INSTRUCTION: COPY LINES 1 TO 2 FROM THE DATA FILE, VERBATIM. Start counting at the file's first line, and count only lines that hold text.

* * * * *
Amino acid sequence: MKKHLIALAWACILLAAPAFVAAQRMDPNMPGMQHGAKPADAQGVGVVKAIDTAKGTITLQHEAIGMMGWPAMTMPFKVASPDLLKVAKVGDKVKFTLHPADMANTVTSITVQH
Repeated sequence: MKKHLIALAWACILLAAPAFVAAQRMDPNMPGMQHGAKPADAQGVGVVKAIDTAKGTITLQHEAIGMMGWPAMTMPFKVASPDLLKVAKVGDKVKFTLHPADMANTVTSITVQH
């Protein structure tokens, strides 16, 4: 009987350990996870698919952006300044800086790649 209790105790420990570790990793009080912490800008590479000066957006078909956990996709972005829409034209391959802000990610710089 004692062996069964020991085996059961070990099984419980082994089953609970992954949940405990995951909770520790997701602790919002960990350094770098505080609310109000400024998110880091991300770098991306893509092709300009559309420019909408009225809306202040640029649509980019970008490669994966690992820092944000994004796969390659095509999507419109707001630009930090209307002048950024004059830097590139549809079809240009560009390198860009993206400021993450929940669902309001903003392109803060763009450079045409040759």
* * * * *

Amino acid sequence: MKKHLIALAWACILLAAPAFVAAQRMDPNMPGMQHGAKPADAQGVGVVKAIDTAKGTITLQHEAIGMMGWPAMTMPFKVASPDLLKVAKVGDKVKFTLHPADMANTVTSITVQH
Repeated sequence: MKKHLIALAWACILLAAPAFVAAQRMDPNMPGMQHGAKPADAQGVGVVKAIDTAKGTITLQHEAIGMMGWPAMTMPFKVASPDLLKVAKVGDKVKFTLHPADMANTVTSITVQH